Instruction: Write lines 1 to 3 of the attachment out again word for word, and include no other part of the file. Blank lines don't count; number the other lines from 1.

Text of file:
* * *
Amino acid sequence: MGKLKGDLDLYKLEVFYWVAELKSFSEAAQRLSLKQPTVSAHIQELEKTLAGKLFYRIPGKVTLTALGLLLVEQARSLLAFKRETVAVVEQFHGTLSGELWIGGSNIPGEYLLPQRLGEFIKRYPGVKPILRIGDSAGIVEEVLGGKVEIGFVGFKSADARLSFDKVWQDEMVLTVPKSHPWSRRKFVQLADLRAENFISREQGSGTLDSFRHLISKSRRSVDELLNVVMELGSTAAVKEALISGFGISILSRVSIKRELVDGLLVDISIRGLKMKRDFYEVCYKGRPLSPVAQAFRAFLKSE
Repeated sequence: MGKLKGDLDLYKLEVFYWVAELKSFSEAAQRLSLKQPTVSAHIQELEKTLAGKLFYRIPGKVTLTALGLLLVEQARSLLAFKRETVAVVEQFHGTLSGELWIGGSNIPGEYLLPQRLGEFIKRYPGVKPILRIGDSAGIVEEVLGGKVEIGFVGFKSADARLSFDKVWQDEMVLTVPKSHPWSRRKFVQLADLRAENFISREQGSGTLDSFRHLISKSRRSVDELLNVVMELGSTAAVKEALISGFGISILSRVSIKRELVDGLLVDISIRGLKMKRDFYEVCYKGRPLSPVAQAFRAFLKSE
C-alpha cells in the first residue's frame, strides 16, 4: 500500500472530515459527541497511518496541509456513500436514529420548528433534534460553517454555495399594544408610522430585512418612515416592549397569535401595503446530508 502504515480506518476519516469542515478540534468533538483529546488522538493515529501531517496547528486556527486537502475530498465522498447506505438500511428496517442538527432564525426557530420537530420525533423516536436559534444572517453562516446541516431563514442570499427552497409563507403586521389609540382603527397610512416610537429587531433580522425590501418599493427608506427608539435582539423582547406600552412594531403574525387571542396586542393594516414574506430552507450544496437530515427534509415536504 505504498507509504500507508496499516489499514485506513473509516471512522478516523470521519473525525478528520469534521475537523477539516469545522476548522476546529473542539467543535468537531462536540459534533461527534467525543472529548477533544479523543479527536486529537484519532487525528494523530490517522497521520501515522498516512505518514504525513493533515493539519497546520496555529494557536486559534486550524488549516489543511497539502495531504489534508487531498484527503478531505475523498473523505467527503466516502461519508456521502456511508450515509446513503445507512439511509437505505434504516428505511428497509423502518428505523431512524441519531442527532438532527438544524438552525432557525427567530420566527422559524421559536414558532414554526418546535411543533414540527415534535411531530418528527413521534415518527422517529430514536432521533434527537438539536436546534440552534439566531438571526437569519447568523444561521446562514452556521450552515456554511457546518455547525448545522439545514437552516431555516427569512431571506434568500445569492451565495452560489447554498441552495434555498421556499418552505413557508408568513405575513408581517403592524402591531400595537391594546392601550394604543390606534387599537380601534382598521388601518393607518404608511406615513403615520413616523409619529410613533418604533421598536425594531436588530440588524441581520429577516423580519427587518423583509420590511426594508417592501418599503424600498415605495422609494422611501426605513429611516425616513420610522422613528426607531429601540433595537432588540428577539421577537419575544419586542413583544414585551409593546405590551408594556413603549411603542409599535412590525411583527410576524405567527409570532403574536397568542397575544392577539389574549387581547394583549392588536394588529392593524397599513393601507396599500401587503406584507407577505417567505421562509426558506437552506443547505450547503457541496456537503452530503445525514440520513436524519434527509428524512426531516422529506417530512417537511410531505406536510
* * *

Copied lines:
Amino acid sequence: MGKLKGDLDLYKLEVFYWVAELKSFSEAAQRLSLKQPTVSAHIQELEKTLAGKLFYRIPGKVTLTALGLLLVEQARSLLAFKRETVAVVEQFHGTLSGELWIGGSNIPGEYLLPQRLGEFIKRYPGVKPILRIGDSAGIVEEVLGGKVEIGFVGFKSADARLSFDKVWQDEMVLTVPKSHPWSRRKFVQLADLRAENFISREQGSGTLDSFRHLISKSRRSVDELLNVVMELGSTAAVKEALISGFGISILSRVSIKRELVDGLLVDISIRGLKMKRDFYEVCYKGRPLSPVAQAFRAFLKSE
Repeated sequence: MGKLKGDLDLYKLEVFYWVAELKSFSEAAQRLSLKQPTVSAHIQELEKTLAGKLFYRIPGKVTLTALGLLLVEQARSLLAFKRETVAVVEQFHGTLSGELWIGGSNIPGEYLLPQRLGEFIKRYPGVKPILRIGDSAGIVEEVLGGKVEIGFVGFKSADARLSFDKVWQDEMVLTVPKSHPWSRRKFVQLADLRAENFISREQGSGTLDSFRHLISKSRRSVDELLNVVMELGSTAAVKEALISGFGISILSRVSIKRELVDGLLVDISIRGLKMKRDFYEVCYKGRPLSPVAQAFRAFLKSE
C-alpha cells in the first residue's frame, strides 16, 4: 500500500472530515459527541497511518496541509456513500436514529420548528433534534460553517454555495399594544408610522430585512418612515416592549397569535401595503446530508 502504515480506518476519516469542515478540534468533538483529546488522538493515529501531517496547528486556527486537502475530498465522498447506505438500511428496517442538527432564525426557530420537530420525533423516536436559534444572517453562516446541516431563514442570499427552497409563507403586521389609540382603527397610512416610537429587531433580522425590501418599493427608506427608539435582539423582547406600552412594531403574525387571542396586542393594516414574506430552507450544496437530515427534509415536504 505504498507509504500507508496499516489499514485506513473509516471512522478516523470521519473525525478528520469534521475537523477539516469545522476548522476546529473542539467543535468537531462536540459534533461527534467525543472529548477533544479523543479527536486529537484519532487525528494523530490517522497521520501515522498516512505518514504525513493533515493539519497546520496555529494557536486559534486550524488549516489543511497539502495531504489534508487531498484527503478531505475523498473523505467527503466516502461519508456521502456511508450515509446513503445507512439511509437505505434504516428505511428497509423502518428505523431512524441519531442527532438532527438544524438552525432557525427567530420566527422559524421559536414558532414554526418546535411543533414540527415534535411531530418528527413521534415518527422517529430514536432521533434527537438539536436546534440552534439566531438571526437569519447568523444561521446562514452556521450552515456554511457546518455547525448545522439545514437552516431555516427569512431571506434568500445569492451565495452560489447554498441552495434555498421556499418552505413557508408568513405575513408581517403592524402591531400595537391594546392601550394604543390606534387599537380601534382598521388601518393607518404608511406615513403615520413616523409619529410613533418604533421598536425594531436588530440588524441581520429577516423580519427587518423583509420590511426594508417592501418599503424600498415605495422609494422611501426605513429611516425616513420610522422613528426607531429601540433595537432588540428577539421577537419575544419586542413583544414585551409593546405590551408594556413603549411603542409599535412590525411583527410576524405567527409570532403574536397568542397575544392577539389574549387581547394583549392588536394588529392593524397599513393601507396599500401587503406584507407577505417567505421562509426558506437552506443547505450547503457541496456537503452530503445525514440520513436524519434527509428524512426531516422529506417530512417537511410531505406536510